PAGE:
Hydrapak Tamarack Review: The Goldilocks Zone

The hydration pack “Goldilocks zone” can be hard to pin down. You know what I’m talking about: the perfect balance between adequate water, sufficient storage room for gear, all without being too bulky. The perfect pack needs to be neither too big nor not too small: just right.

For me, the Hydrapak Tamarack successfully toes that very fine line between sufficient storage and excessive bulk.

The Tamarack, fully loaded.

Specs

Weighing in at 1.1 lbs dry, the Tamarack has 7 liters (450 cubic inches) of storage room. In terms of hydration, the pack comes with a 100 oz Hydrapak reservoir with Shape Shift technology and features 360-degree reservoir insulation, thanks to its own dedicated reservoir compartment. For more information on this type of reservoir, check out my previous review of the Hydrapak Big Sur.

The pack is made from 210D Baby Rip Nylon and 210D Nylon and features Hypalon Construction. The bottom panel is made of tougher 420D HD Nylon.

As far as performance features, the shoulder straps incorporate EVA padding and both the straps and back panel feature air mesh ventilation. The waist belt is removable if you so desire, and the pack features load control straps along the sides to cinch it down when needed.

In addition to the reservoir pocket, there is a dedicated electronics pocket at the very top of the pack. The main compartment includes a pump sleeve and a slot for a tube on the inside as well as plenty of room for an extra layer or two. The smallest pocket at the very bottom of the pack has a couple of mesh dividers that are perfect for keeping tools and CO2 canisters secure. Finally, there is a very deep exterior pocket without zipper that works great for storing food.

Available in Black, Black Green, Navy, Red, and Tangerine (tested), there’s a color for almost everyone.

Out on the Trail

As you can probably guess from my introduction, I have found the Tamarack to be the perfect size for my daily mountain biking needs! If I want to pack less gear and a little less water, no sweat: the Tamarack still rides very well even without a full load. But when I do need to load it up, there’s plenty of room for tools, tube, pump, spare parts, food, water, and an extra layer or two.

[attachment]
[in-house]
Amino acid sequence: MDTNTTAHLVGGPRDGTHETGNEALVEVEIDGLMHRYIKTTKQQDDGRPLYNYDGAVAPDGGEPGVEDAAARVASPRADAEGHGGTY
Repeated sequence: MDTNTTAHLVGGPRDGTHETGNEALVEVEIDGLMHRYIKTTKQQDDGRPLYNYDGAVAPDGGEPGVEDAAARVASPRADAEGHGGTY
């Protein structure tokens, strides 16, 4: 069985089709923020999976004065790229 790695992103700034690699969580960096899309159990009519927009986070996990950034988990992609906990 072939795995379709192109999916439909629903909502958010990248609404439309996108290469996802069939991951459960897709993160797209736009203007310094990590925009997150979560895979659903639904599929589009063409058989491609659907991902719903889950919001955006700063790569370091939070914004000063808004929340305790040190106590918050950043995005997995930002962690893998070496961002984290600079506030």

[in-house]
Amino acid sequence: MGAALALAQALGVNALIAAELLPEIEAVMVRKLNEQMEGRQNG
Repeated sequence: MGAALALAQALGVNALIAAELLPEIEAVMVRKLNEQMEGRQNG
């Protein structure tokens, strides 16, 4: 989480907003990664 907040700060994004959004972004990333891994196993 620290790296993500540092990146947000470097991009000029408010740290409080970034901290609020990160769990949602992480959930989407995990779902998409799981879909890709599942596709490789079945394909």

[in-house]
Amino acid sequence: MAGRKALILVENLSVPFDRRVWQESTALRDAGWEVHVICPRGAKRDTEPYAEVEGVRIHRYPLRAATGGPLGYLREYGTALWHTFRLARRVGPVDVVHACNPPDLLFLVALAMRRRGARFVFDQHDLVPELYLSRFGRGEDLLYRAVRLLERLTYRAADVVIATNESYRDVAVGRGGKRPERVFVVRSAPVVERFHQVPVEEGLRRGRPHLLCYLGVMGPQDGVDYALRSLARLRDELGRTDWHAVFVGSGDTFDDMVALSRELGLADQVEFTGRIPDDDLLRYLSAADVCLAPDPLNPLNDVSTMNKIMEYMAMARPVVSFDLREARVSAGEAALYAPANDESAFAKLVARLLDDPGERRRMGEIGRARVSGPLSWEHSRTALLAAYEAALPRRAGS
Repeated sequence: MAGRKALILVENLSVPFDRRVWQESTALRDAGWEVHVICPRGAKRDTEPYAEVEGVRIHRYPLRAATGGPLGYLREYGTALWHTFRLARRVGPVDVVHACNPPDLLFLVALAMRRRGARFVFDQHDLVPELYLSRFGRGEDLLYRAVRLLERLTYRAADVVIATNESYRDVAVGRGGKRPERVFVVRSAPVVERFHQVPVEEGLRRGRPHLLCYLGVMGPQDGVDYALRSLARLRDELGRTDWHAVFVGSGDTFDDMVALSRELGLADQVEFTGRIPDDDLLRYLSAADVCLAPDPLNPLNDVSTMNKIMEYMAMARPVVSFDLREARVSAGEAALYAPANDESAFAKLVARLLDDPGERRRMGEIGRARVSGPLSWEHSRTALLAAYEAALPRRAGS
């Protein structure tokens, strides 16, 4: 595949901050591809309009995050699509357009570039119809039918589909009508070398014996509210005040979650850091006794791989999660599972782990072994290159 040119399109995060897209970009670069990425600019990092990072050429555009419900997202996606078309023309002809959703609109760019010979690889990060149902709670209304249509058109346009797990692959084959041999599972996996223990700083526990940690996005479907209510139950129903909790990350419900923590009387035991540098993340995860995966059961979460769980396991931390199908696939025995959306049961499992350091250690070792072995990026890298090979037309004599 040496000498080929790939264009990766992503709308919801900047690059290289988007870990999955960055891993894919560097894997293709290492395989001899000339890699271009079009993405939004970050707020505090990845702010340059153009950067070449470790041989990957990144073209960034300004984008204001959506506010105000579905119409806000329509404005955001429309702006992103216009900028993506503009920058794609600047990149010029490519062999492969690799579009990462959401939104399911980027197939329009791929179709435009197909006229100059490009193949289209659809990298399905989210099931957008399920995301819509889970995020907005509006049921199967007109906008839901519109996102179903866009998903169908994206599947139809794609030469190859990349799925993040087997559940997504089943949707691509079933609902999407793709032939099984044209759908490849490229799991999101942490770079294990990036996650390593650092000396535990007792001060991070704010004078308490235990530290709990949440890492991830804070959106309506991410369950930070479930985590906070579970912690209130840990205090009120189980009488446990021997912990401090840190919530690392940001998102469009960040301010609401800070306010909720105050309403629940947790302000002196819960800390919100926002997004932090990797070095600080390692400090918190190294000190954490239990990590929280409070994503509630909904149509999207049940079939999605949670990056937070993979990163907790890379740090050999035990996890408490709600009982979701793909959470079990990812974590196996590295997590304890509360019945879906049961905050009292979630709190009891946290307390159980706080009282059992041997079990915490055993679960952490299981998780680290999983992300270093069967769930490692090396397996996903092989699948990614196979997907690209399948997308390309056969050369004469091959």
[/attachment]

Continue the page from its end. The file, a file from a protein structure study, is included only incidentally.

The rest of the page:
Like all the packs from Hydrapak, the Tamarack is extremely comfortable and well-constructed. While some packs incorporate a stiff back panel to keep the reservoir in place, the Tamarack takes the opposite approach with a soft back so the entire pack and reservoir conform to your body automatically.

The Tamarack is very similar to Hydrapak’s Big Sur, but it addresses the key issue I had with the Big Sur: there wasn’t quite enough storage room. The extra capacity of the Tamarack is basically perfect for how I pack and ride. While the Tamarack isn’t going to be conquering the Tour Divide anytime soon, it is plenty big for use on epic rides.

Bonus of the Tangerine color that I tested: the bright color is great for increased visibility, both in the woods during deer season and on the roads while commuting.

Bottom Line

After several months of use, I haven’t had so much as a single issue with this pack. If you are looking for a well-built pack that rides comfortably and lives in the Goldilocks zone of plenty of space but not too much bulk, be sure to give the Tamarack a hard look.

MSRP $109.99.

Many thanks to Hydrapak for sending the Tamarack down for review.

Related posts:

  1. Review: Hydrapak Avila Hydration Pack
  2. Hydrapak Big Sur Review
  3. Review: Hydrapak Bishop 12L
  4. Hydrapak Selva Review
  5. Hydrapak at Interbike: New Bishop Pack and New Bite Valve

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About mtbgreg1

My name is Greg Heil, and I am the Editor in Chief for Singletracks.com. I've been mountain biking seriously since 2005, and I love to travel and ride new trails. My travels have taken me across the United States multiple times. To date (November 2013), I have ridden hundreds of different trails in 18 different states, and am adding more singletrack to my trail resume every year! I enjoy all types of mountain biking, from ultra endurance cross country all the way up to chair lift-accessed downhill runs.

2 thoughts on “Hydrapak Tamarack Review: The Goldilocks Zone

  1. I was really struggling with the issue of enough water for longer, high altitude rides, without having a separate pack for shorter, after work rides. I like how the newer packs, specifically those with the Hydrapak system, work equally well with less than full reservoirs. It feels about the same on my back with a full 100oz, or just 30oz.

    • I agree, fit is pretty similar. It’s a great compromise for all sorts of applications!

      However, this pack (Tamarack) definitely bulges and feels packed out when loaded with full water and full gear. Of course, 1 hour into a long ride, it’s deflated somewhat BC of the water you’ve drunk.

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